Woolner had in his letters explained his want of good fortune in. the gold-fields, and that he had again made art his profession by establishing himself as a portraitist in medallions and busts, and it seemed his practice in this branch of work was improving. He informed us further that as our names appeared so often in the home newspapers it would be an advantage to him with the colonists to have visible evidence of our friendship. We therefore all met one morning at Millals' studio, and set fr: work to complete a collection of our portraits, in pencil, chalk, or pastel. Millais did William Rossetti and S- nhens. William did, if I am not mistaken, make a beginning with some one, but gave up his purpose to save the time for others. Stephens abstained from any attempt. Gabriel chose me for his subject, and I managed to get Millais and Rossetti done, although the slowness of Gabriel, with his appeals for special posings, gave the dusk the op- portunity of overtaking us before I had quite finished Millais. Rossettis tendency then in sketching a face was to convert the features of his sitter to his favourite ideal type, and if he finished on these lines, the drawing was- extremely charming, but you had to make believe a good deal to see the likeness, while if the sitter's features would not lend themselves to the pre-ordained form, he, when time allowed, went through a stage of reluctant twisting of lines and quantities to make the drawing satisfactory. With unlimited time his work became eminently true and artistic too. On this occasion he had to leave off when my likeness stood between the two stages, so that the verdict given was that it made me twenty years older than I could claim to be, and William Rossetti suggested that it resembled Rush, the notorious murderer of the day. However, the drawings all went as they were left that evening, and they were framed together to hang in Woolner's studio at Melbourne, and afterwards in London, not without the desired effect upon his clients, while he was waiting for recognition. [I, 340-41]

Woolner returns

Woolner had come back from his Tom Tiddler's Ground without much heavier pockets than he started with, having, indeed, nothing more than a chance in a public competition at London for a statue of Wentworth to be erected in Melbourne, and some small patronage for medallions and busts, gained mainly by the introductions of Carlyle, Tennyson, and Patmore. It was impossible, therefore, to resume the dream that a tangible Brotherhood still existed. [II, 88]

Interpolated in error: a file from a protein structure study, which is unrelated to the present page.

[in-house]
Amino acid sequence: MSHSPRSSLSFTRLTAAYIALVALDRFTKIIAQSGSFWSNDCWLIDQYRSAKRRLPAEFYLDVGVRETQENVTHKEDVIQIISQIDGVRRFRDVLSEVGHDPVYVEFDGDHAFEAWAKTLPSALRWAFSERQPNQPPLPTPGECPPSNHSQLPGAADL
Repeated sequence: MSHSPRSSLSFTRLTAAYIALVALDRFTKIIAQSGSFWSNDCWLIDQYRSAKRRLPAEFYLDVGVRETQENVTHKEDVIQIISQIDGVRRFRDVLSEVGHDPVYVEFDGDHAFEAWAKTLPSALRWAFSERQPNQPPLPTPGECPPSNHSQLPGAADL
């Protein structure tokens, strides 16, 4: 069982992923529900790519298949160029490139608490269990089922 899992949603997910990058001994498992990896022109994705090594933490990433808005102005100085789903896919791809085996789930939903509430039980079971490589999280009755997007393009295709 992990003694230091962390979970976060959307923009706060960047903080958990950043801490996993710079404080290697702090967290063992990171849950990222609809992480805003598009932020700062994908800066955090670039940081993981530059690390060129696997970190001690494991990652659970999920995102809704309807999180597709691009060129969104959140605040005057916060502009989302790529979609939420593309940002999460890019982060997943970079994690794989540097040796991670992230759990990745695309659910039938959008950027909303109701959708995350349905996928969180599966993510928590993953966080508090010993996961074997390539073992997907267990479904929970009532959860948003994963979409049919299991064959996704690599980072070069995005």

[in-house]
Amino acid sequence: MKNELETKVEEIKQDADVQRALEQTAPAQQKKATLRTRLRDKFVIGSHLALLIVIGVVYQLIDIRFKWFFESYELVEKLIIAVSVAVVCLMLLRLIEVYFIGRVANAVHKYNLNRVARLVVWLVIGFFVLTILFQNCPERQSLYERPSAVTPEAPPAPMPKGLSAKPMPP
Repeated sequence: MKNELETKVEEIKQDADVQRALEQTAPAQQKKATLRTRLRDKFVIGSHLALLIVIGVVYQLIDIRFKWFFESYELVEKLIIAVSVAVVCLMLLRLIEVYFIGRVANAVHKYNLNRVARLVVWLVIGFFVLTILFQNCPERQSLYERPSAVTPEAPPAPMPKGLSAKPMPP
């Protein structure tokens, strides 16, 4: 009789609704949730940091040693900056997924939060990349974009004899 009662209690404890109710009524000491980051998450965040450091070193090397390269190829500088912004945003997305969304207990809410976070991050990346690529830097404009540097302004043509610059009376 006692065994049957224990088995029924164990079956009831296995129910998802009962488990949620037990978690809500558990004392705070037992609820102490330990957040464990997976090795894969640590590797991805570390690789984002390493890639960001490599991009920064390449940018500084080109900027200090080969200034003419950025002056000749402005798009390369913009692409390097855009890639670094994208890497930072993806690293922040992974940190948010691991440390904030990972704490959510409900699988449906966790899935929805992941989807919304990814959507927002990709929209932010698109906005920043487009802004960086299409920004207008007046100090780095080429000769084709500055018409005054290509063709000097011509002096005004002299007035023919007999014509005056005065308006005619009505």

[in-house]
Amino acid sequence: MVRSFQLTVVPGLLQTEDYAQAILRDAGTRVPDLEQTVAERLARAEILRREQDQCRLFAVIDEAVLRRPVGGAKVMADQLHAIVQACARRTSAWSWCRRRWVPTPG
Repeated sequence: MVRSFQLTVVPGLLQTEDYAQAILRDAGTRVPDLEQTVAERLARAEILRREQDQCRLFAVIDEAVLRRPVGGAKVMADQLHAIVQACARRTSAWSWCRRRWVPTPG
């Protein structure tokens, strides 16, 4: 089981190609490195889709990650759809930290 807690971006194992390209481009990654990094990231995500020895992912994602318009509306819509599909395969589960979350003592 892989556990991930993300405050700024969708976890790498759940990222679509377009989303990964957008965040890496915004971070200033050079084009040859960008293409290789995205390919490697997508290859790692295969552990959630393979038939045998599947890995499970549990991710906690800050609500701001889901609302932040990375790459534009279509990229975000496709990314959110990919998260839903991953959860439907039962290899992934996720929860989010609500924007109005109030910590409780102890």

From this time he avoided [Rossetti] Millais, Woolner, and myself to a degree that proved to be more than unstudied. Woolner did not accept this new attitude passively. He told me that on the occasion of a walk with Gabriel in the fields at Hampstead the latter spoke of his position so much as that of originator or head of the Brotherhood that Woolner, although, in allusion to his mediaevalism, he had habitually addressed him as the "Arch Pre-Raphaelite," said, "I wasn't going to humour his seriously making such a preposterous claim, so I told him that it was against all the known facts of the case. At which he became moody and displeased, and so went home alone." This is a sad page of my record, but in friendly combinations for a particular object such revulsions from harmony, which could not have been foreseen, are in accordance with the experience of all ages. [II, 134]

Carlyle asked Woolner at this time what was the truth about Ruskin's statement that Rossetti was the greatest genius of the age, and Woolner expressed his bewilderment. Rossetti's undergraduate followers, not having known of the stages of his tardy development as a painter, were easily disposed to ignore any facts which militated against claims to his priority among us. [II, 164]

Hunt obtains a major commission for Woolner